When City Councils go rogue

COMMENT

Editor: This is a comment post on our website by local resident and activist Phyllis Frey in response to yesterday’s commentary.

 

WHEN CITY COUNCILS GO ROGUE

During the recent controversy regarding the inclusion of a commercial enterprise—Orchid Island Brewery to operate in MacWilliam Park, important issues that would affect our community, violate our city charter and negatively impact our quality of life were brought to light.

1,200 people who were interviewed signed a petition in opposition to commercal operations in our public parks, a policy that would bypass our city charter. Concerns about a radical departure from our traditional norms were grounded in fact, yet council member Zudans characterized them on public radio as “hyperbole.” Safety was chief among those concerns, yet Zudan’s children are safety tucked away at St. Edwards, so he need not worry about the negative safety factor for Beachland Elementary School. Mayor Howle stated on public radio that if residents who lived on “shady, flower-lined streets were concerned about additonal traffic, they should move to dead-end roads.”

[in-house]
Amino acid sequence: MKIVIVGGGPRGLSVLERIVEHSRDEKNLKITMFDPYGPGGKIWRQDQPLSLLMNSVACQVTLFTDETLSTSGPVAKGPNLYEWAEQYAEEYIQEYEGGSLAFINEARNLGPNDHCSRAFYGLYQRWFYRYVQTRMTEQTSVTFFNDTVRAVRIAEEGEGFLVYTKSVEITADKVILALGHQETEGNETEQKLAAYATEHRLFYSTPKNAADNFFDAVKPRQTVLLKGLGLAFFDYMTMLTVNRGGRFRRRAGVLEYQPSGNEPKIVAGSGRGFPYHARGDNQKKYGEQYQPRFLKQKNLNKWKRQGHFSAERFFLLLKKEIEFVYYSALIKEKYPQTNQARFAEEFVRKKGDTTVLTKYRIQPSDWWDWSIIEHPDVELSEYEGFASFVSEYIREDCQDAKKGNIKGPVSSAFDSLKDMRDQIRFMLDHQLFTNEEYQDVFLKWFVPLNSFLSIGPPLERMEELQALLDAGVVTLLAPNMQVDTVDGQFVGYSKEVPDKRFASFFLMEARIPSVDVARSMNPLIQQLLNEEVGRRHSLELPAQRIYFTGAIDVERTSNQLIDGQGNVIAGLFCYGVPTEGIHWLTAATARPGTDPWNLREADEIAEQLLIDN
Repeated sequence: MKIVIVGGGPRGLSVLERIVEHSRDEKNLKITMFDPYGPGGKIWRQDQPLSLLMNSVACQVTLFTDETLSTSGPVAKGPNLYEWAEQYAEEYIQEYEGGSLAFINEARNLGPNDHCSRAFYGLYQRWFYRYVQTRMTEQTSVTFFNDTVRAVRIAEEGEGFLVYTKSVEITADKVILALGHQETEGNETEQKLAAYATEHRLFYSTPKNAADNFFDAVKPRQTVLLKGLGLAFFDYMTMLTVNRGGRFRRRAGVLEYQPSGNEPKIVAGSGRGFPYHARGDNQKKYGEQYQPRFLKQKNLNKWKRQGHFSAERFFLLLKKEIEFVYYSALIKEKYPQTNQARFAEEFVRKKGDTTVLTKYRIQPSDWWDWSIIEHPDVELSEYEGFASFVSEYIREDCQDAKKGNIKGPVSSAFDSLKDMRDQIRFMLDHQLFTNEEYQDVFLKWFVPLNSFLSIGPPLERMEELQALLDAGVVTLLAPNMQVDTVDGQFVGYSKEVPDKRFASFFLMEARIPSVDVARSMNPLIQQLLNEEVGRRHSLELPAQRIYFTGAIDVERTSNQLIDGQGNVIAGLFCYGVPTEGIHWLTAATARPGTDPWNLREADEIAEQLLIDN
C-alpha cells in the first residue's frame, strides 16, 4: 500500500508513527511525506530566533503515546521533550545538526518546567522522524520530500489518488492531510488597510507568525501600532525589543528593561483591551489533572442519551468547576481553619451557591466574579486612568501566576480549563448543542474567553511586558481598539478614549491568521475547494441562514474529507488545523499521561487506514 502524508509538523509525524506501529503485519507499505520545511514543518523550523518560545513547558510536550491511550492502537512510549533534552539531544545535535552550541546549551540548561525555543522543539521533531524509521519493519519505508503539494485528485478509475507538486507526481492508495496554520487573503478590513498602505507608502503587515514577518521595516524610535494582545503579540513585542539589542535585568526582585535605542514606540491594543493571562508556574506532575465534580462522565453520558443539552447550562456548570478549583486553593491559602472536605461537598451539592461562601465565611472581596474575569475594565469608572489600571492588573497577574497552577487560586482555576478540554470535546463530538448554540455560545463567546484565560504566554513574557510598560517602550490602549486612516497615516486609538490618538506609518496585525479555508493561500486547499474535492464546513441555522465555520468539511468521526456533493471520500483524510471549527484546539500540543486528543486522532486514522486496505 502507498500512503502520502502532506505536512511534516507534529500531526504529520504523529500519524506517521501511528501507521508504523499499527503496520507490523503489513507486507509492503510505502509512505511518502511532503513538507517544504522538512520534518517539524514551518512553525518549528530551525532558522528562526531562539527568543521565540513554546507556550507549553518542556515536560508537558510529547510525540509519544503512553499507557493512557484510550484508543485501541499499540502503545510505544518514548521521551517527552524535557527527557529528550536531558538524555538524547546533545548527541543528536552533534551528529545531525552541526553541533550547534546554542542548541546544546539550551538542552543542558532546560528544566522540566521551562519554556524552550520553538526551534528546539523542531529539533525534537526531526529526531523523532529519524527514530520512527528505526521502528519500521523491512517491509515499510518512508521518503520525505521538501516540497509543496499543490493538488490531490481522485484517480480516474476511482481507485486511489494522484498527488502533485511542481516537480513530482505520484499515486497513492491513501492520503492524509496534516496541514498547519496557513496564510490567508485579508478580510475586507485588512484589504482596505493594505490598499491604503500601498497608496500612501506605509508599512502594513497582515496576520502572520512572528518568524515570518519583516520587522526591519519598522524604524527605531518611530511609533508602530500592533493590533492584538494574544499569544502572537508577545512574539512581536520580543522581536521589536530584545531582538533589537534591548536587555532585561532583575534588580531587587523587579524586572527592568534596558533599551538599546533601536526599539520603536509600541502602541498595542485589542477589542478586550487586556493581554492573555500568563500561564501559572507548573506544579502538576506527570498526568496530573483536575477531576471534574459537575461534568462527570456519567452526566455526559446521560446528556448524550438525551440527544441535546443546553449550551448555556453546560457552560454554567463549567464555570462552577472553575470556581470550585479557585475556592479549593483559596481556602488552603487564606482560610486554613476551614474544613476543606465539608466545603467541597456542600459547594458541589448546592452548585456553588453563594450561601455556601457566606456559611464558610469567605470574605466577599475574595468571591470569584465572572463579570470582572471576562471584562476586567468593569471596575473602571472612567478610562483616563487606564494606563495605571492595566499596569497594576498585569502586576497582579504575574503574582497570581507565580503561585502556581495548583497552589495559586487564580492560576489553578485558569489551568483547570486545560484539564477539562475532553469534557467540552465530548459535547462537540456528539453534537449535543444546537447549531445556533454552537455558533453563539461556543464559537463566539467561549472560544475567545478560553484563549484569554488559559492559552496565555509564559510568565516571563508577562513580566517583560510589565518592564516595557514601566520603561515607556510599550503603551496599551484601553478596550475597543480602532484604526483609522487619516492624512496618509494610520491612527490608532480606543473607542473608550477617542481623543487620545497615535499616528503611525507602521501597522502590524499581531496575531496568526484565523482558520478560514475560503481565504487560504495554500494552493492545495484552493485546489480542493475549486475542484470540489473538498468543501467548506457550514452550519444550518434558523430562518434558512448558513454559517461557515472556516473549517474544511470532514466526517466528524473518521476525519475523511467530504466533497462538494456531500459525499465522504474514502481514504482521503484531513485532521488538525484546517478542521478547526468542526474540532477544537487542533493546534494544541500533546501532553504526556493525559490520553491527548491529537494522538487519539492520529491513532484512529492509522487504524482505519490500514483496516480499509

On July 17th the city council chamber was packed with over 100 concerned citizens. There was standing room only. The overflow of members from the public filled the chamber lobby. Citizens formed long lines to speak at the podium. The First Lady of Vero Beach, Alma Lee Loy delivered a passionate plea for a moratorium to halt any further policies that would violate our city charter and put our public park lands at risk. The Parks & Recreation Department spoke out in support of preserving River House community center, the proposed site for the brewery.

Public input fell on deaf ears, save for council members Laura Moss and Tony Young who both voted against the brewery proposal. Appallingly, council members Sykes, Howle were conspicuously absent, unable or unwilling to face the public. Zudans though present remained tone deaf to the public.

When publicly elected officals become so acutely de-sensitized and distanced from their constituents, it sets a dangerous precedent. Not only do we risk losing our city charter, but we stand to lose representative government. On a grander scale, when elected officials work hand-in-glove with mega corporations who form monopolies, and developers who consider traditional city charters obsolete, we stand to lose the fabric of our community and our voice to decide our future.

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